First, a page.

Welcome to the newest installment in our weekly link series on the Heinemann blog! Every week we find around five interesting links for you to take into your much deserved weekend. These links are interviews with educators, posts from our authors' and friends' blogs, and any interesting, newsworthy item from the past seven days. Check back each week for a new round of finds!
Author Vicki Vinton advocated for an alternate route in determining text complexity for standardized assessments:
The Common Core seems to have ushered in an age where third grade has become the new middle school, middle school is the new high school, and high school is the new college. And that’s all because of the particular vision the Common Core authors have about what it means to be college and career ready.
Kylene Beers revealed the results to a survey she conducted that asked 1,000 teachers, "What reading skills do you most often teach to skilled readers" and, "What reading skills to you most often teach to less skilled readers?"
If kids never have the chance to question the text, then they never learn to question the text. If their teacher doesn’t give them time to learn to question the author or make inferences, they don’t learn to do those things. More worrisome, they perhaps begin to assume that they should not question the text, not question the author, not look for biases, not make inferences.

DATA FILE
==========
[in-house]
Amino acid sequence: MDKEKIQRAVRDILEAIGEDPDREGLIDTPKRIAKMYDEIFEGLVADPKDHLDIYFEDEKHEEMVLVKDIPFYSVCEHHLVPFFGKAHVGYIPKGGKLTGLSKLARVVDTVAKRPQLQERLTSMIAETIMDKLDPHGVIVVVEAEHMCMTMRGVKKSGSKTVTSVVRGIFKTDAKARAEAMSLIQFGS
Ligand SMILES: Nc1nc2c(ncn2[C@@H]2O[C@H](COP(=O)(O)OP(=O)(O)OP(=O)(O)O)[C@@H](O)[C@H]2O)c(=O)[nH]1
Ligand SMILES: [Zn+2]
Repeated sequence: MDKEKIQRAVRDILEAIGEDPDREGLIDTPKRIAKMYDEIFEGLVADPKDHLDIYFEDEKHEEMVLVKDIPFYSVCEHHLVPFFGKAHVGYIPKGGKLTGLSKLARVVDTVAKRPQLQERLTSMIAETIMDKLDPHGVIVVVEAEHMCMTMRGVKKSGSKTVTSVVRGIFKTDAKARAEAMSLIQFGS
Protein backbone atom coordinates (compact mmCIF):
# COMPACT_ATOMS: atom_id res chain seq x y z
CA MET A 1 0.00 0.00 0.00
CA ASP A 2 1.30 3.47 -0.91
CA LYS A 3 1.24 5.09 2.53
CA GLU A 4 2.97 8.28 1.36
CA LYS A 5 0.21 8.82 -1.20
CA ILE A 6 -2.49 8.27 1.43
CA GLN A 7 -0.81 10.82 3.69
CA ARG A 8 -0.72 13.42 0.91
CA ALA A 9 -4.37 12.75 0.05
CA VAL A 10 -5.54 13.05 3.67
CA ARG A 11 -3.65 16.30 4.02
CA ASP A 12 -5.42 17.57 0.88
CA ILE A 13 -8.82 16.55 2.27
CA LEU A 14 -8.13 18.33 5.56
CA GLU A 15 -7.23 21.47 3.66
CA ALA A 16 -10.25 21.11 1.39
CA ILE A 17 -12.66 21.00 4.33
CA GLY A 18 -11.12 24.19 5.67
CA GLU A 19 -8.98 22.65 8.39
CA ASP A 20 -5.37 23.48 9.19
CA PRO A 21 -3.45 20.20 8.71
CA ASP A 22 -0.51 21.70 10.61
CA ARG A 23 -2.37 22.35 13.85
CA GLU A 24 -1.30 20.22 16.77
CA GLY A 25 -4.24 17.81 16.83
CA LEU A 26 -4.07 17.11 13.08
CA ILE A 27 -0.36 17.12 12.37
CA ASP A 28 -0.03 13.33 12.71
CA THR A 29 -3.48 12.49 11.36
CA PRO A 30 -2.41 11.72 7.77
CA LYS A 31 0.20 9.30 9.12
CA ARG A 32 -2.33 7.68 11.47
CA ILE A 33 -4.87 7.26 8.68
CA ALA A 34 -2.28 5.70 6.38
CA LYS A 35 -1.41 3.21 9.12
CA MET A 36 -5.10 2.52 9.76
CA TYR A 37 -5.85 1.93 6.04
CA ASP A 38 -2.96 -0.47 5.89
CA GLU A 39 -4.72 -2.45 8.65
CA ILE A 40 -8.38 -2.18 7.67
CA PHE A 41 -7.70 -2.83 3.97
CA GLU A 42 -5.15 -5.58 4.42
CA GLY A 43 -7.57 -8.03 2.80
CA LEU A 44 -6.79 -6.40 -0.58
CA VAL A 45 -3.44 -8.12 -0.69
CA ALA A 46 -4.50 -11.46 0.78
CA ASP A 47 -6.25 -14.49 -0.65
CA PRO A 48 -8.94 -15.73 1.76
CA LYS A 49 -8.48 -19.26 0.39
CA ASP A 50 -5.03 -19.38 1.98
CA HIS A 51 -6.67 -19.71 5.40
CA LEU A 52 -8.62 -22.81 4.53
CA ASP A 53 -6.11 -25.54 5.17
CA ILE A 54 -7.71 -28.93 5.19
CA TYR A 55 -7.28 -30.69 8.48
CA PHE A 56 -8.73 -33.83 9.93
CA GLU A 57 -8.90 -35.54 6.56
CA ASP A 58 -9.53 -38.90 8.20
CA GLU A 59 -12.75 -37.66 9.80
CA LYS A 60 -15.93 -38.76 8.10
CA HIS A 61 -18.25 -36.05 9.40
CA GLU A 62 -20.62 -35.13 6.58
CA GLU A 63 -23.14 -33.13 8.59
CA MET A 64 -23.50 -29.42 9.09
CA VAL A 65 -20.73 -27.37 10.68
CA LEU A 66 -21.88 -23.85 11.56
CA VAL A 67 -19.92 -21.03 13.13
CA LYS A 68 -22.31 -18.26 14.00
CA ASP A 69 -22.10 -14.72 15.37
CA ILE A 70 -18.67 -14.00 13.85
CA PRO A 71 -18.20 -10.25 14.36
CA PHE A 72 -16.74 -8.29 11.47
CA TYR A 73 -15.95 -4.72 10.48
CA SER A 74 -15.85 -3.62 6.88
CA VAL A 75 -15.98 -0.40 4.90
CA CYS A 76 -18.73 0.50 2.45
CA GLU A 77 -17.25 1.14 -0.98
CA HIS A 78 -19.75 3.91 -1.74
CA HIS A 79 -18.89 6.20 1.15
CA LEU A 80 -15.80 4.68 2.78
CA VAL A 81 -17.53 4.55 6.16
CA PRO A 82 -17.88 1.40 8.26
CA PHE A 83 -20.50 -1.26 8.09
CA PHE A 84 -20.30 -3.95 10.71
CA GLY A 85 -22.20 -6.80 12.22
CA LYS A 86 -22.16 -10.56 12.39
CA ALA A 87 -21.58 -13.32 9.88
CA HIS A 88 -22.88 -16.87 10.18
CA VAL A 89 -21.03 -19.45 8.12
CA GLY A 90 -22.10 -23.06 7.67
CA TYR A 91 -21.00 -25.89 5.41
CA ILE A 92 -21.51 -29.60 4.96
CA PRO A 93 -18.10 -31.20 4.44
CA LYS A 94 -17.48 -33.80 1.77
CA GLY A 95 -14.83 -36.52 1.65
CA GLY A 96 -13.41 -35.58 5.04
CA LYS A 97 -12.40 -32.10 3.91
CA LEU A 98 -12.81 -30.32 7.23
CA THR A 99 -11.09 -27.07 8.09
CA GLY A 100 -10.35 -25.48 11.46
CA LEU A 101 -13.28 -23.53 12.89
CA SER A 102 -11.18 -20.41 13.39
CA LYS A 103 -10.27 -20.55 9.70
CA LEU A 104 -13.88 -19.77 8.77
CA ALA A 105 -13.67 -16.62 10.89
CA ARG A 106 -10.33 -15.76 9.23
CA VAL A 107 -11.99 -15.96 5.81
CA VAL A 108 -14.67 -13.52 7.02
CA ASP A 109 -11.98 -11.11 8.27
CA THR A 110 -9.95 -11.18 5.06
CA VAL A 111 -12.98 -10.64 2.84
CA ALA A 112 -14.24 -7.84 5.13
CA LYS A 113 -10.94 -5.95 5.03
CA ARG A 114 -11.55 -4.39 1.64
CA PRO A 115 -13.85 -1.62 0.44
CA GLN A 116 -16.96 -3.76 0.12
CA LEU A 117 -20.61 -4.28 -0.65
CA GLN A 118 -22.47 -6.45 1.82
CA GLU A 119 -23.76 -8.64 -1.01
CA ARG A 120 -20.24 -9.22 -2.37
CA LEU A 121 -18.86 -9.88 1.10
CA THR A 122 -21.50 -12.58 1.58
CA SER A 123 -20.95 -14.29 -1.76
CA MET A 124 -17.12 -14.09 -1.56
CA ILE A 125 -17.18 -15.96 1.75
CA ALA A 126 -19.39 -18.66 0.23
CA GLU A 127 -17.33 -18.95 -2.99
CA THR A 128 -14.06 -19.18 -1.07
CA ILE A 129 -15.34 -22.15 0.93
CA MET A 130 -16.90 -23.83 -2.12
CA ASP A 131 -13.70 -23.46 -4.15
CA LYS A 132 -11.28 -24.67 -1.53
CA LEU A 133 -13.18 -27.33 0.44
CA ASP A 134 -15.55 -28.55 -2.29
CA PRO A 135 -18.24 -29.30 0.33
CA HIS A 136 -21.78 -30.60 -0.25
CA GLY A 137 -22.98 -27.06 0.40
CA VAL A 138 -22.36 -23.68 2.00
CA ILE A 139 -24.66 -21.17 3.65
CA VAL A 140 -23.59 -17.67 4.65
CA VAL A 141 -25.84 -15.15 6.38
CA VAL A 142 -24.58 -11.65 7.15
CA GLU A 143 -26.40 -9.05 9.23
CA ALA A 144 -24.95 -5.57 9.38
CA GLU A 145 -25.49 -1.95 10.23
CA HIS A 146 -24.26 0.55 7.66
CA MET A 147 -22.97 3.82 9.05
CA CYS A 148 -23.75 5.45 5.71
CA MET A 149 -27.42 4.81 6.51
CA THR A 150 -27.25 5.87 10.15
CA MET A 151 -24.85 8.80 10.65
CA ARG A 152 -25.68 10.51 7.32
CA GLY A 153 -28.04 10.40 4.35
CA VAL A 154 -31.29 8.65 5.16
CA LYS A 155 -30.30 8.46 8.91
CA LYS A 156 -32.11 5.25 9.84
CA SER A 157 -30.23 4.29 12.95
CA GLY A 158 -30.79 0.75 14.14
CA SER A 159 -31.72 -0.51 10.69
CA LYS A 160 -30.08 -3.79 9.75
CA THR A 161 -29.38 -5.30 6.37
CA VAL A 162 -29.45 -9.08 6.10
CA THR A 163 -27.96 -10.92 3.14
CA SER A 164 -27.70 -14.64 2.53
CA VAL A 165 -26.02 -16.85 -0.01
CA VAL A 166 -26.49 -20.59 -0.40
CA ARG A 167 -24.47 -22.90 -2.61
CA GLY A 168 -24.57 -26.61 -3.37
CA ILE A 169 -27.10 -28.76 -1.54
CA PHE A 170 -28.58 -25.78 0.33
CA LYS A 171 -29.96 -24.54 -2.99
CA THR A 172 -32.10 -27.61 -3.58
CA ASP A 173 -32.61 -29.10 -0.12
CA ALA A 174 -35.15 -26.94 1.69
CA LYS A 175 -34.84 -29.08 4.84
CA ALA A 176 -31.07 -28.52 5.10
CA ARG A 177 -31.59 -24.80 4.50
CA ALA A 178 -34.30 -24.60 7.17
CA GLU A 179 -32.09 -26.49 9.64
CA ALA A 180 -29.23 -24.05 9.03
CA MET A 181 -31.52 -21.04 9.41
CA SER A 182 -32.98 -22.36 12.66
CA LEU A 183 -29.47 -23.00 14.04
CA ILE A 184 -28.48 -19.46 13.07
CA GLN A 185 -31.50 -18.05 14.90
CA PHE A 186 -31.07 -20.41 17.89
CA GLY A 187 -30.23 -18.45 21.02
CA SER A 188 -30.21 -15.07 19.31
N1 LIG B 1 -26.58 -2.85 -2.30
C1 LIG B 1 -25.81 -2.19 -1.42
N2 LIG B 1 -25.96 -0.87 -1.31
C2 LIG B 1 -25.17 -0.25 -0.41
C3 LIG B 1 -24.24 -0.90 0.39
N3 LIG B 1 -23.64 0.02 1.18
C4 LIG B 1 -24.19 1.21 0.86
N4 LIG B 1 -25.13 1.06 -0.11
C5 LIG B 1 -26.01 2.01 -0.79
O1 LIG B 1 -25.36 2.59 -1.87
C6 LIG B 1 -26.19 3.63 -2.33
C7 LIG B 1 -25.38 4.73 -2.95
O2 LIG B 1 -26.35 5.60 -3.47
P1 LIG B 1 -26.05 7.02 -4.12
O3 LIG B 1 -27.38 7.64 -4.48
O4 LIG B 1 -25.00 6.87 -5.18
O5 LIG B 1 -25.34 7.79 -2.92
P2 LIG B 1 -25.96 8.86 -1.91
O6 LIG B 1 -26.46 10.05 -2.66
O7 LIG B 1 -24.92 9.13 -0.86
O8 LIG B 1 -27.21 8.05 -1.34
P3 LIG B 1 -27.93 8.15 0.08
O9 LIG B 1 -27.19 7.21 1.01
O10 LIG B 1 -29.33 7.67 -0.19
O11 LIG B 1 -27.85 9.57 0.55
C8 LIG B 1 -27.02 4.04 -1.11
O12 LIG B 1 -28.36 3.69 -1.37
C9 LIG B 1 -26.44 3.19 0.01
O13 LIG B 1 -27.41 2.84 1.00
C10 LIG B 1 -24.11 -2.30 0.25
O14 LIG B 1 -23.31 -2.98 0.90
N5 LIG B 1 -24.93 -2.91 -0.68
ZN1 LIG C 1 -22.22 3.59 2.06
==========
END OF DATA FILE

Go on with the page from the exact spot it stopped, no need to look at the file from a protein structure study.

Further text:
We planned the course with the hope that it would help teachers deepen children’s engagement with charts by teaching how charts can build independence and agency, communicate information efficiently and effectively, and help in setting and achieving goals.
Patricia Vitale-Reilly, author of Engaging Every Learner, was interviewed on Four O'Clock Faculty:
— Patty Vitale-Reilly (@pattyvreilly) May 15, 2015
Check back next week for more interesting links. Do you write a blog about your experiences in education? Leave a link in the comments below and we'll consider it for future round-ups. Have a great weekend!